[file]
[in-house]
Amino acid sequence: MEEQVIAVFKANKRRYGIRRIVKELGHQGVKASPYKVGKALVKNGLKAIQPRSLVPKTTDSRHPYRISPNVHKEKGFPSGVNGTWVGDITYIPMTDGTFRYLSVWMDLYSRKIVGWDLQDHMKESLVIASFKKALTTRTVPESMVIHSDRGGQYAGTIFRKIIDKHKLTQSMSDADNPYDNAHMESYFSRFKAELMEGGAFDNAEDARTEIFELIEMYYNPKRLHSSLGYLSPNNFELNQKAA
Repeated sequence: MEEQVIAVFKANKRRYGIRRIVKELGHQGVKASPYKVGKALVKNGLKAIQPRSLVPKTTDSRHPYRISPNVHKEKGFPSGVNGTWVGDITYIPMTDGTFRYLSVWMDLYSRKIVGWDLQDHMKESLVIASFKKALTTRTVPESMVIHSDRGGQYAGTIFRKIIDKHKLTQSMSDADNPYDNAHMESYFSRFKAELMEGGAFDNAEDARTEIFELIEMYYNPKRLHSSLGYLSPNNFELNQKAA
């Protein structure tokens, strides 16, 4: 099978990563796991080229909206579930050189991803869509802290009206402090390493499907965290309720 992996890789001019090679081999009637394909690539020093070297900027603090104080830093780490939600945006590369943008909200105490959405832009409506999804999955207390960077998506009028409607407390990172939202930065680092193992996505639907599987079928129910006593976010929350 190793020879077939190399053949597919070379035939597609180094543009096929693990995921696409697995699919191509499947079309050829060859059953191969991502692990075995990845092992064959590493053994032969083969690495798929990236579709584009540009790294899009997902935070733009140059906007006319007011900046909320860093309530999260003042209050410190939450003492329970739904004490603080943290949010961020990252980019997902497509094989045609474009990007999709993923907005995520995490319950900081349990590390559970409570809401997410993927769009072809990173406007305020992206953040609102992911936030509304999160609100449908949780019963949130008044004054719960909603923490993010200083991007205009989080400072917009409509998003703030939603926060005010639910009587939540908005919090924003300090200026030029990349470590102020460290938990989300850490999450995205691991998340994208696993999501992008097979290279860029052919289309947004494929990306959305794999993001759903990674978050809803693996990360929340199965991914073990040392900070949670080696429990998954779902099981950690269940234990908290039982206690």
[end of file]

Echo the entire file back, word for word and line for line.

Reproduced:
[in-house]
Amino acid sequence: MEEQVIAVFKANKRRYGIRRIVKELGHQGVKASPYKVGKALVKNGLKAIQPRSLVPKTTDSRHPYRISPNVHKEKGFPSGVNGTWVGDITYIPMTDGTFRYLSVWMDLYSRKIVGWDLQDHMKESLVIASFKKALTTRTVPESMVIHSDRGGQYAGTIFRKIIDKHKLTQSMSDADNPYDNAHMESYFSRFKAELMEGGAFDNAEDARTEIFELIEMYYNPKRLHSSLGYLSPNNFELNQKAA
Repeated sequence: MEEQVIAVFKANKRRYGIRRIVKELGHQGVKASPYKVGKALVKNGLKAIQPRSLVPKTTDSRHPYRISPNVHKEKGFPSGVNGTWVGDITYIPMTDGTFRYLSVWMDLYSRKIVGWDLQDHMKESLVIASFKKALTTRTVPESMVIHSDRGGQYAGTIFRKIIDKHKLTQSMSDADNPYDNAHMESYFSRFKAELMEGGAFDNAEDARTEIFELIEMYYNPKRLHSSLGYLSPNNFELNQKAA
């Protein structure tokens, strides 16, 4: 099978990563796991080229909206579930050189991803869509802290009206402090390493499907965290309720 992996890789001019090679081999009637394909690539020093070297900027603090104080830093780490939600945006590369943008909200105490959405832009409506999804999955207390960077998506009028409607407390990172939202930065680092193992996505639907599987079928129910006593976010929350 190793020879077939190399053949597919070379035939597609180094543009096929693990995921696409697995699919191509499947079309050829060859059953191969991502692990075995990845092992064959590493053994032969083969690495798929990236579709584009540009790294899009997902935070733009140059906007006319007011900046909320860093309530999260003042209050410190939450003492329970739904004490603080943290949010961020990252980019997902497509094989045609474009990007999709993923907005995520995490319950900081349990590390559970409570809401997410993927769009072809990173406007305020992206953040609102992911936030509304999160609100449908949780019963949130008044004054719960909603923490993010200083991007205009989080400072917009409509998003703030939603926060005010639910009587939540908005919090924003300090200026030029990349470590102020460290938990989300850490999450995205691991998340994208696993999501992008097979290279860029052919289309947004494929990306959305794999993001759903990674978050809803693996990360929340199965991914073990040392900070949670080696429990998954779902099981950690269940234990908290039982206690």